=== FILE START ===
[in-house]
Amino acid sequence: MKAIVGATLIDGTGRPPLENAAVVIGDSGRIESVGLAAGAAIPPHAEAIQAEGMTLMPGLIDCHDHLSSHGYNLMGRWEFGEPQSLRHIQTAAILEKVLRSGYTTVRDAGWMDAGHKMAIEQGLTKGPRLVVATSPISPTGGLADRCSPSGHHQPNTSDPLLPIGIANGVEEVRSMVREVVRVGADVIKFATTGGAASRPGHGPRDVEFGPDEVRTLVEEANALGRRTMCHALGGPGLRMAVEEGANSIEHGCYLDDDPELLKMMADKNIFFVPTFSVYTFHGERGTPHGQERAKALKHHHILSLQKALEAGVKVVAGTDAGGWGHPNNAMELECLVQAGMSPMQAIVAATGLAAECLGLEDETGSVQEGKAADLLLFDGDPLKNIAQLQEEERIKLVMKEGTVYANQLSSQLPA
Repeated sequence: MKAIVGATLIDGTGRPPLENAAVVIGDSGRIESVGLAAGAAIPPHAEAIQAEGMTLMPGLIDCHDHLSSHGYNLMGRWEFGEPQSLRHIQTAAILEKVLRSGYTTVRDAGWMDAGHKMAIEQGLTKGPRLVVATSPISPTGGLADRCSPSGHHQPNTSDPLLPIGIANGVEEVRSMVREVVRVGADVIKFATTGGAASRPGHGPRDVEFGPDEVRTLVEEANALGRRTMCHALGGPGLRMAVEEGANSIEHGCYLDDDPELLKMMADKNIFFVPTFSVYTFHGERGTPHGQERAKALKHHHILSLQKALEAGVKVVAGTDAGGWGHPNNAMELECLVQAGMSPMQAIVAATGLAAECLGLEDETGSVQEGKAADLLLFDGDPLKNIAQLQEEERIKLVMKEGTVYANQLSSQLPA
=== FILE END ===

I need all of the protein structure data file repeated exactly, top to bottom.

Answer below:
[in-house]
Amino acid sequence: MKAIVGATLIDGTGRPPLENAAVVIGDSGRIESVGLAAGAAIPPHAEAIQAEGMTLMPGLIDCHDHLSSHGYNLMGRWEFGEPQSLRHIQTAAILEKVLRSGYTTVRDAGWMDAGHKMAIEQGLTKGPRLVVATSPISPTGGLADRCSPSGHHQPNTSDPLLPIGIANGVEEVRSMVREVVRVGADVIKFATTGGAASRPGHGPRDVEFGPDEVRTLVEEANALGRRTMCHALGGPGLRMAVEEGANSIEHGCYLDDDPELLKMMADKNIFFVPTFSVYTFHGERGTPHGQERAKALKHHHILSLQKALEAGVKVVAGTDAGGWGHPNNAMELECLVQAGMSPMQAIVAATGLAAECLGLEDETGSVQEGKAADLLLFDGDPLKNIAQLQEEERIKLVMKEGTVYANQLSSQLPA
Repeated sequence: MKAIVGATLIDGTGRPPLENAAVVIGDSGRIESVGLAAGAAIPPHAEAIQAEGMTLMPGLIDCHDHLSSHGYNLMGRWEFGEPQSLRHIQTAAILEKVLRSGYTTVRDAGWMDAGHKMAIEQGLTKGPRLVVATSPISPTGGLADRCSPSGHHQPNTSDPLLPIGIANGVEEVRSMVREVVRVGADVIKFATTGGAASRPGHGPRDVEFGPDEVRTLVEEANALGRRTMCHALGGPGLRMAVEEGANSIEHGCYLDDDPELLKMMADKNIFFVPTFSVYTFHGERGTPHGQERAKALKHHHILSLQKALEAGVKVVAGTDAGGWGHPNNAMELECLVQAGMSPMQAIVAATGLAAECLGLEDETGSVQEGKAADLLLFDGDPLKNIAQLQEEERIKLVMKEGTVYANQLSSQLPA